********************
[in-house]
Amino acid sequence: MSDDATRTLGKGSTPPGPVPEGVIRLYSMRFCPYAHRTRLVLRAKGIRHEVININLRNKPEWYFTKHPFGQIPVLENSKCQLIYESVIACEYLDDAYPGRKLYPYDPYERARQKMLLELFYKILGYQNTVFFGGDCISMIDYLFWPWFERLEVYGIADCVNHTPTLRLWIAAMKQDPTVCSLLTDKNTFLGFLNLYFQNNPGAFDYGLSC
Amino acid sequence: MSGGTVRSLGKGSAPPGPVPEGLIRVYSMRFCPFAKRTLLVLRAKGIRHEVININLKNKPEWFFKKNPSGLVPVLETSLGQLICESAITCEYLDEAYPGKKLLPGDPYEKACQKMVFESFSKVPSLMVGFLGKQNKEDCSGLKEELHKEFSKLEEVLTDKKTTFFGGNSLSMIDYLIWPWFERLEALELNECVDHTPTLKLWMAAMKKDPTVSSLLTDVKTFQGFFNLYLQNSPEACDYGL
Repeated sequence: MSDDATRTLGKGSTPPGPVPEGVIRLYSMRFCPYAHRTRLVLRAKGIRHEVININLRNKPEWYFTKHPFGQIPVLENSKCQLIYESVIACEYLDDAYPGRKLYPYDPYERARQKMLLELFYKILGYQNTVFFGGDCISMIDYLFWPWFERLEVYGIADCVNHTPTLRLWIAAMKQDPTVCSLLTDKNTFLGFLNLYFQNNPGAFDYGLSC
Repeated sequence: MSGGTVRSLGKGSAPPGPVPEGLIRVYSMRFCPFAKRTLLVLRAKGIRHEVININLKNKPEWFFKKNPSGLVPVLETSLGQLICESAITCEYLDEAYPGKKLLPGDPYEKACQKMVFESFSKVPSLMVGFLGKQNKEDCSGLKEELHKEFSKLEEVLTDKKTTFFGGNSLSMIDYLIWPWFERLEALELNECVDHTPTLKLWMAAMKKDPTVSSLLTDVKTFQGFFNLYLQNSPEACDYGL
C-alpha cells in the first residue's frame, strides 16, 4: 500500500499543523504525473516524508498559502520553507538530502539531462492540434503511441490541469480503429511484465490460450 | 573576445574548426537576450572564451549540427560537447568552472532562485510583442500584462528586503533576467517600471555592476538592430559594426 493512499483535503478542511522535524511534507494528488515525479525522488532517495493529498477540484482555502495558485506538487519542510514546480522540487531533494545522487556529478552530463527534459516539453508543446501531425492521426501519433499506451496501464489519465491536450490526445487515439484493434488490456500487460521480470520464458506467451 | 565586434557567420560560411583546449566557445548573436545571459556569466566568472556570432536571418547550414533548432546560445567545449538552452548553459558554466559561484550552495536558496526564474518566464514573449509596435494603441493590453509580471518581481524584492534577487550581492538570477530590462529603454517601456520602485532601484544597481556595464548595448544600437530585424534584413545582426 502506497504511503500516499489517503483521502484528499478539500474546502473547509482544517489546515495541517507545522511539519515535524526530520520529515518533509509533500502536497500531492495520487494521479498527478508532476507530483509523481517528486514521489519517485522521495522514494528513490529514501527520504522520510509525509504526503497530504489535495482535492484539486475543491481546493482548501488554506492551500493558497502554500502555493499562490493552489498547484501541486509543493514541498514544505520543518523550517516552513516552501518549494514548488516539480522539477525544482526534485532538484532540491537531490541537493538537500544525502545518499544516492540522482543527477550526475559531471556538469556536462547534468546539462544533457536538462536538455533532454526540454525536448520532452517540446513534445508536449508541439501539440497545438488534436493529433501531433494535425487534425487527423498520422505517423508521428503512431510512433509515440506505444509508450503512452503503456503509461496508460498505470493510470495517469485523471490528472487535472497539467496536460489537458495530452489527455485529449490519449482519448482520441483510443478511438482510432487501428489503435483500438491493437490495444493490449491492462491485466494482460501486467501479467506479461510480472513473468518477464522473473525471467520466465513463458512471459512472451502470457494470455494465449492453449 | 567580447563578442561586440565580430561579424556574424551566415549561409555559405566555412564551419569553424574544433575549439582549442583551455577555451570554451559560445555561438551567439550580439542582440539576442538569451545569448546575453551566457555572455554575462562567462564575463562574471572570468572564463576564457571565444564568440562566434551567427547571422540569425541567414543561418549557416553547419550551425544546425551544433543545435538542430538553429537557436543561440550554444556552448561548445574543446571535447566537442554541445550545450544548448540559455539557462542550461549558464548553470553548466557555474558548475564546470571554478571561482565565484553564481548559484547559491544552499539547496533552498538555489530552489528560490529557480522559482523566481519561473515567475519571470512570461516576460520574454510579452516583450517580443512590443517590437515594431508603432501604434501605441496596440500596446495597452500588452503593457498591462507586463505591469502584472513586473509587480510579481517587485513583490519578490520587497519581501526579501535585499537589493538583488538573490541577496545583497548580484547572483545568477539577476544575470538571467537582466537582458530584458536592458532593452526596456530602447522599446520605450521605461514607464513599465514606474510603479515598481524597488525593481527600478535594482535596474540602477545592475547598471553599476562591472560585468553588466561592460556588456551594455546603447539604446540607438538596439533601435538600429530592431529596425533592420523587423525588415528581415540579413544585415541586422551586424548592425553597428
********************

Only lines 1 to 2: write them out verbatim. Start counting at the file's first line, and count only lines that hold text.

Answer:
[in-house]
Amino acid sequence: MSDDATRTLGKGSTPPGPVPEGVIRLYSMRFCPYAHRTRLVLRAKGIRHEVININLRNKPEWYFTKHPFGQIPVLENSKCQLIYESVIACEYLDDAYPGRKLYPYDPYERARQKMLLELFYKILGYQNTVFFGGDCISMIDYLFWPWFERLEVYGIADCVNHTPTLRLWIAAMKQDPTVCSLLTDKNTFLGFLNLYFQNNPGAFDYGLSC